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[fab-yuh-luh s] /ˈfæb yə ləs/
almost impossible to believe; incredible.
Informal. exceptionally good or unusual; marvelous; superb:
a fabulous bargain; a fabulous new house.
told about in fables; purely imaginary:
the fabulous exploits of Hercules.
known about only through myths or legends.
Origin of fabulous
1540-50; < Latin fābulōsus, equivalent to fābul(a) fable + -ōsus -ous
Related forms
fabulously, adverb
fabulousness, noun
unfabulous, adjective
unfabulously, adverb
3. fabled, fictitious, invented, fictional. Unabridged
Based on the Random House Dictionary, © Random House, Inc. 2015.
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Examples from the Web for fabulous
Contemporary Examples
Historical Examples
  • Zan explained that Mr. Hamilton had thorough-bred dogs that he showed at exhibitions or sold for fabulous prices to dog-fanciers.

    The Woodcraft Girls at Camp Lillian Elizabeth Roy
  • He also gave me an admirable chameleon, a prehistoric, fabulous sort of animal.

    My Double Life Sarah Bernhardt
  • From the threaded ruddy ore of her hair rose a perfume like the fabulous myrrhs of Olympus.

    The Puppet Crown Harold MacGrath
  • To most, the name of England was like that of some fabulous dream-land.

    Gerald Fitzgerald Charles James Lever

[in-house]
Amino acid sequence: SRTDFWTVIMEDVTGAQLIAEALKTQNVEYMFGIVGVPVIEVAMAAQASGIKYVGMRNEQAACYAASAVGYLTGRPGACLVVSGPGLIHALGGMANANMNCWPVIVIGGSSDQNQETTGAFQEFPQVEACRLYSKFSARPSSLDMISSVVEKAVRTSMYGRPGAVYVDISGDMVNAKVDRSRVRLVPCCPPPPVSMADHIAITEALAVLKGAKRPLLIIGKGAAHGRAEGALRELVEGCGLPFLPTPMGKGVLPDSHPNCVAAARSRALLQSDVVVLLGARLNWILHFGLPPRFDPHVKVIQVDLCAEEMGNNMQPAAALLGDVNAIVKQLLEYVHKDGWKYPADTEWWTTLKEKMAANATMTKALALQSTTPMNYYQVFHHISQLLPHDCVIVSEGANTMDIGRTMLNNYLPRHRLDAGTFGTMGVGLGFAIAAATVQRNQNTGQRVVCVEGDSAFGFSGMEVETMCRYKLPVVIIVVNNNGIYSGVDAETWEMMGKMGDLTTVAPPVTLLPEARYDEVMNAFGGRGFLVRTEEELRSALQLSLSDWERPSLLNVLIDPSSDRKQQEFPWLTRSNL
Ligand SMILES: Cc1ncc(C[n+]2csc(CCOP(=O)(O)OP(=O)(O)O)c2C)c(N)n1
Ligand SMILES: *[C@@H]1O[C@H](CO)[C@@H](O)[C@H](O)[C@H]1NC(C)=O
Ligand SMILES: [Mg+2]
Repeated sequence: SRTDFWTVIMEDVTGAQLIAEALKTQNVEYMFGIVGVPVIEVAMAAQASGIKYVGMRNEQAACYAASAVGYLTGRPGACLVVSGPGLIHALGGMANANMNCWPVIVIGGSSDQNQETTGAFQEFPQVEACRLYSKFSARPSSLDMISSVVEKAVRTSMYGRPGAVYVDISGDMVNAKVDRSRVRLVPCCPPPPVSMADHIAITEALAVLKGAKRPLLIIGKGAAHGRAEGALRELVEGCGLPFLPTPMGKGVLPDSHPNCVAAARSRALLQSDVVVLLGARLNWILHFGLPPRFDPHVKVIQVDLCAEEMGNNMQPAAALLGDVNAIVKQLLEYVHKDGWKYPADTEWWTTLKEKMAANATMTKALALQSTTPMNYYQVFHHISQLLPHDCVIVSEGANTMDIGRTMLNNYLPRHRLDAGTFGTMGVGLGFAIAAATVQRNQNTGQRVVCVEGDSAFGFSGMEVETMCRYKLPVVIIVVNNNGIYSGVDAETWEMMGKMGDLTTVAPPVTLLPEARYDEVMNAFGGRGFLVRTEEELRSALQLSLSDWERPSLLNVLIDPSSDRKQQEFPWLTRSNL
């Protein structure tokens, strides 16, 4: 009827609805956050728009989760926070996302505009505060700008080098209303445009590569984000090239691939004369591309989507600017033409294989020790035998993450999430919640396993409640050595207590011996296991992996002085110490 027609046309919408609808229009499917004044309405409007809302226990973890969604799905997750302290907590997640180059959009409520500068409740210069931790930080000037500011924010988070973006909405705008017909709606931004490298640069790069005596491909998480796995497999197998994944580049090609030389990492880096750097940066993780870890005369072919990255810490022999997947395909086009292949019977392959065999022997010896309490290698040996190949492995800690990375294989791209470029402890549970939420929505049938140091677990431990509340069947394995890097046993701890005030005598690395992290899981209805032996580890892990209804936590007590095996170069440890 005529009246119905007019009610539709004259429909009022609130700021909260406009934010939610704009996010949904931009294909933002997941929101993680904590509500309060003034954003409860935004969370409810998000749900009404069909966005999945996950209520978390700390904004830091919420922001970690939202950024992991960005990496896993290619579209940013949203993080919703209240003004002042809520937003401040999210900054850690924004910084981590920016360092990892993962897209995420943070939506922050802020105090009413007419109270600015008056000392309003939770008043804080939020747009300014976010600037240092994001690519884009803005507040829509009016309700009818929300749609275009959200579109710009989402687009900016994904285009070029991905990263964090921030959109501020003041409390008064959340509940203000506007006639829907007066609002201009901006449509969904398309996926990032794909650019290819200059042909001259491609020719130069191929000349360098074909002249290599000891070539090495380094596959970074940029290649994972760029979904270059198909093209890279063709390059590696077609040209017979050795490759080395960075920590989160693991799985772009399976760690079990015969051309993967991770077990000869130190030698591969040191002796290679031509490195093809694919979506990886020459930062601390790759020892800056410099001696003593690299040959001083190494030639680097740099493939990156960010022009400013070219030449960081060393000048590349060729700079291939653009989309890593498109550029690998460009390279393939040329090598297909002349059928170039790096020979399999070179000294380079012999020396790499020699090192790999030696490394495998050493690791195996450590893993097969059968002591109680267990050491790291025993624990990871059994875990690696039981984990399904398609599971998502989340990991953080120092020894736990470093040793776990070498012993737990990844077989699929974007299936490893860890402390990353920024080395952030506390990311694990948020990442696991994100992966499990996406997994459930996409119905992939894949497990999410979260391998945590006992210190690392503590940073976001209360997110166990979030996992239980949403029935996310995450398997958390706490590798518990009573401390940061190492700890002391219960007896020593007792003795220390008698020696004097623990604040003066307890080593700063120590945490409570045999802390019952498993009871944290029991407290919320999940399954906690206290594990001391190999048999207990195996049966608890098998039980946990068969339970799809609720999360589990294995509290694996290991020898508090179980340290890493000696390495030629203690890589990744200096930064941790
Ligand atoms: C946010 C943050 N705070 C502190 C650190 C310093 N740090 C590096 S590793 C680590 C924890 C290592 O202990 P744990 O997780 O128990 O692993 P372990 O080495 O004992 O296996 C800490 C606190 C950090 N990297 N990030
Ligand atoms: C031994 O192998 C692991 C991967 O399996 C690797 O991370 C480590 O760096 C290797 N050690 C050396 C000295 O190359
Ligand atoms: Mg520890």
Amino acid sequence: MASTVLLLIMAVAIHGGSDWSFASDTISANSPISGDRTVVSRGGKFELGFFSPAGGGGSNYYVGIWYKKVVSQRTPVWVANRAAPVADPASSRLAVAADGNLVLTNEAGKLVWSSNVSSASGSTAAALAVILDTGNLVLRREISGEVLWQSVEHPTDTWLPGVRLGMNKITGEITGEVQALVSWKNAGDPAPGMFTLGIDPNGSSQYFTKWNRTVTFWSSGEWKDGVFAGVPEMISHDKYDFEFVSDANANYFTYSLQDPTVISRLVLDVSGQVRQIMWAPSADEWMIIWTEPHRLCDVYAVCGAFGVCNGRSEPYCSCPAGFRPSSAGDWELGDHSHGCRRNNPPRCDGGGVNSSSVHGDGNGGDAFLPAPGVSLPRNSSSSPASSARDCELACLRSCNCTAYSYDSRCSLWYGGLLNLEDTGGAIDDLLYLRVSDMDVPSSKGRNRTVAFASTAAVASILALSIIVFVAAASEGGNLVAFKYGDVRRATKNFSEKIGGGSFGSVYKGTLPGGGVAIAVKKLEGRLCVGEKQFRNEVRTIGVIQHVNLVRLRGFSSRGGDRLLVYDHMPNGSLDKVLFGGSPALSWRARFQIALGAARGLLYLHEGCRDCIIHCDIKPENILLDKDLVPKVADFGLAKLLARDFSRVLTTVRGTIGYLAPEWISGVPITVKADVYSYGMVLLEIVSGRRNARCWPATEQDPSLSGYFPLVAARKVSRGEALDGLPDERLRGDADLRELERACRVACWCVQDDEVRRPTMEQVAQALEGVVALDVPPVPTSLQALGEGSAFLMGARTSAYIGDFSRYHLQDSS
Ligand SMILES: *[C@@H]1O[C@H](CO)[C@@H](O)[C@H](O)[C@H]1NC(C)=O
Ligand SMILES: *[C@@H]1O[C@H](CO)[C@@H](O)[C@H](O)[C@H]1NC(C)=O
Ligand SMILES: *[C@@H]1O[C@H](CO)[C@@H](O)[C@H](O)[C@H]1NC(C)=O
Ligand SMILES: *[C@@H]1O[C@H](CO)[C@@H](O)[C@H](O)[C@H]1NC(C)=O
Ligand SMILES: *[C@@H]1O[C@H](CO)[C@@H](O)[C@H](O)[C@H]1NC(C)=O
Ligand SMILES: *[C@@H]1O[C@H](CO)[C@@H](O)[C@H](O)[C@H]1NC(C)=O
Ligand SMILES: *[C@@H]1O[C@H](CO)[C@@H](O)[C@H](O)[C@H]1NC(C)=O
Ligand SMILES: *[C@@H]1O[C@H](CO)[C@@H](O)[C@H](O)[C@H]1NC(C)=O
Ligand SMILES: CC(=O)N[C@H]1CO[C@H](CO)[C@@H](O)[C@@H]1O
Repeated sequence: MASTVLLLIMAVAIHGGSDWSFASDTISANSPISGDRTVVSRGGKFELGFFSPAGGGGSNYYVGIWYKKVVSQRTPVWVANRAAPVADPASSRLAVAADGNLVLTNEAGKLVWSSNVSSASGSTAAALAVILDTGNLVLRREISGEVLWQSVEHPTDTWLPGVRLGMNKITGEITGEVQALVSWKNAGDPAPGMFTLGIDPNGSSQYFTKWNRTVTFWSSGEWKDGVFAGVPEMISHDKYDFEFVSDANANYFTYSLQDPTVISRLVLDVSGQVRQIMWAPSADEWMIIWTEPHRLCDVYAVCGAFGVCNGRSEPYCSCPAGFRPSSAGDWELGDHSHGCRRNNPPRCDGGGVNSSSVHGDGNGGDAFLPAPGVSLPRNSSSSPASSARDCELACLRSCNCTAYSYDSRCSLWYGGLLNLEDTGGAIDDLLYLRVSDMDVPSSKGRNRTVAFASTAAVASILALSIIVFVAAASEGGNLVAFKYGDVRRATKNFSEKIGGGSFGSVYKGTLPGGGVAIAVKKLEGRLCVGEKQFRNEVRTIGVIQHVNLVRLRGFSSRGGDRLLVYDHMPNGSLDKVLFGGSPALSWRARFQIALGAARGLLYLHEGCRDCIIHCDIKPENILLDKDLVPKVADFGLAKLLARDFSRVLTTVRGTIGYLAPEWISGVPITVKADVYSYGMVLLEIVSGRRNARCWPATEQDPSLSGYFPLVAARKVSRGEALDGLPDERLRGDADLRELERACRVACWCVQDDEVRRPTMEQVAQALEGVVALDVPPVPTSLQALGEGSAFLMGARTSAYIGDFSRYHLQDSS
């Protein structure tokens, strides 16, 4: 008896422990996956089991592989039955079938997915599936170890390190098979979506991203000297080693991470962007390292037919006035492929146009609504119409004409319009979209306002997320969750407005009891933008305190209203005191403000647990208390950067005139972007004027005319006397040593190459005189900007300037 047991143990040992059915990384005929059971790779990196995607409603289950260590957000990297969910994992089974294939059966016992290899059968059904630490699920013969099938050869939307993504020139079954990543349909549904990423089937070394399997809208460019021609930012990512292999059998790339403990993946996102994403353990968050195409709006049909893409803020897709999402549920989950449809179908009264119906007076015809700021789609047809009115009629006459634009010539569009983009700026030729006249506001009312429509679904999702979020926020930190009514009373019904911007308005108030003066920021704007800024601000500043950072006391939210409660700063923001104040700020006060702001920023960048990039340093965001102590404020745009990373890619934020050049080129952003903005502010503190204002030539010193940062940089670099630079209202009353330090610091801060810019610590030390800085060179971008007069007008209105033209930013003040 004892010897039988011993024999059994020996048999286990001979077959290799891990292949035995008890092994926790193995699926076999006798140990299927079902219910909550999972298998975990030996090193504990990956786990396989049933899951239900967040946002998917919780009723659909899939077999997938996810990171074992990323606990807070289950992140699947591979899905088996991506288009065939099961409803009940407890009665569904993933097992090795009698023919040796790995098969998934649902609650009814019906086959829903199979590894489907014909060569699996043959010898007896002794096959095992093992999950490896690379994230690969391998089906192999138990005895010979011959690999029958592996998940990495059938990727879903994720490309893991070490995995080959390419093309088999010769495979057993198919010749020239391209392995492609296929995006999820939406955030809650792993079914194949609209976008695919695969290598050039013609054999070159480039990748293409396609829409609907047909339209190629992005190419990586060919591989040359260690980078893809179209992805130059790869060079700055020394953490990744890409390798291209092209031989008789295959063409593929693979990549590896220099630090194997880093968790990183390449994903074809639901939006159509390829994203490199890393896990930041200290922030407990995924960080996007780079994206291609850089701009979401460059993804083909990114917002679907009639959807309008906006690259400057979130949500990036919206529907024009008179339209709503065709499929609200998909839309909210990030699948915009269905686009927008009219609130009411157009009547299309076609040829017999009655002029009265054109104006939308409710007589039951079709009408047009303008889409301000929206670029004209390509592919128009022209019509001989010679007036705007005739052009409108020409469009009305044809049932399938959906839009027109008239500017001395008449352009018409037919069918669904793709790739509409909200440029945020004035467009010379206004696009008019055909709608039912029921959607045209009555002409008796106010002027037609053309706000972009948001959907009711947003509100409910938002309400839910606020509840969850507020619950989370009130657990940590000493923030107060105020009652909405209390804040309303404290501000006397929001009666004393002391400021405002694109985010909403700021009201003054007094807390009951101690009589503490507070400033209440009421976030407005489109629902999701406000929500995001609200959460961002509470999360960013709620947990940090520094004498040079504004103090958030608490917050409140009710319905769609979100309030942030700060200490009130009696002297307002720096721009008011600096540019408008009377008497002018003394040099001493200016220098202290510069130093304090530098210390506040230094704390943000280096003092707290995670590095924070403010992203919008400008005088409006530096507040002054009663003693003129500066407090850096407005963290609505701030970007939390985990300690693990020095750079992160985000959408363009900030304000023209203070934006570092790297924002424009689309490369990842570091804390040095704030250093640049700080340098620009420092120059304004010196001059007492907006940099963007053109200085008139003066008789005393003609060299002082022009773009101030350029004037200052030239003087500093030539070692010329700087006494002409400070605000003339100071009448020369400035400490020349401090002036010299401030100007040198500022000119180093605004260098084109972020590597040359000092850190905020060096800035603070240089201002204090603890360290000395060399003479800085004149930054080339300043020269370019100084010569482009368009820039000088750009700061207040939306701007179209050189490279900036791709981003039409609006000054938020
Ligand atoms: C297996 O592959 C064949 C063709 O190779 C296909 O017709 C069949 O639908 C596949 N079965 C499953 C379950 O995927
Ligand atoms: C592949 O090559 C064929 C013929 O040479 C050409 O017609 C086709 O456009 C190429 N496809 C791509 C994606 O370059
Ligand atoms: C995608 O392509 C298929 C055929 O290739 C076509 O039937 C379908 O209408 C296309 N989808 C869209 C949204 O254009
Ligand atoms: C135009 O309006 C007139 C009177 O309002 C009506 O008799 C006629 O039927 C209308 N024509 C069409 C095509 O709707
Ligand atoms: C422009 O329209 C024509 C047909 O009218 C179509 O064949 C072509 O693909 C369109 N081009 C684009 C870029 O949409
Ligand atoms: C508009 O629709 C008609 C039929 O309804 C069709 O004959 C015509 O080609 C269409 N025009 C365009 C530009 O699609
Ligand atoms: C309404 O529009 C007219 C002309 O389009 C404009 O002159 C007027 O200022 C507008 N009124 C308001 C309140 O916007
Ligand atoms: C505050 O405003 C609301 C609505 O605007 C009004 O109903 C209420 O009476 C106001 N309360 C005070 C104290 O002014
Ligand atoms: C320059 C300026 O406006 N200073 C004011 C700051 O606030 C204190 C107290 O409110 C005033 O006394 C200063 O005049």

• Some people didn't go without clothes so readily; they were forever making use of that fabulous thing—credit!

    Pelle the Conqueror, Complete Martin Anderson Nexo
British Dictionary definitions for fabulous


almost unbelievable; astounding; legendary: fabulous wealth
(informal) extremely good: a fabulous time at the party
of, relating to, or based upon fable: a fabulous beast
Derived Forms
fabulously, adverb
fabulousness, noun
Word Origin
C15: from Latin fābulōsus celebrated in fable, from fābulafable
Collins English Dictionary - Complete & Unabridged 2012 Digital Edition
© William Collins Sons & Co. Ltd. 1979, 1986 © HarperCollins
Publishers 1998, 2000, 2003, 2005, 2006, 2007, 2009, 2012
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Word Origin and History for fabulous

early 15c., "mythical, legendary," from Latin fabulosus "celebrated in fable; rich in myths," from fabula (see fable (n.)).

Sense of "incredible" first recorded c.1600. Slang shortening fab first recorded 1957; popularized in reference to The Beatles, c.1963.

Fabulous (often contracted to fab(s)) and fantastic are also in that long list of words which boys and girls use for a time to express high commendation and then get tired of, such as, to go no farther back than the present century, topping, spiffing, ripping, wizard, super, posh, smashing. [Gower's 1965 revision of Fowler's "Modern English Usage"]
Related: Fabulously.

Online Etymology Dictionary, © 2010 Douglas Harper
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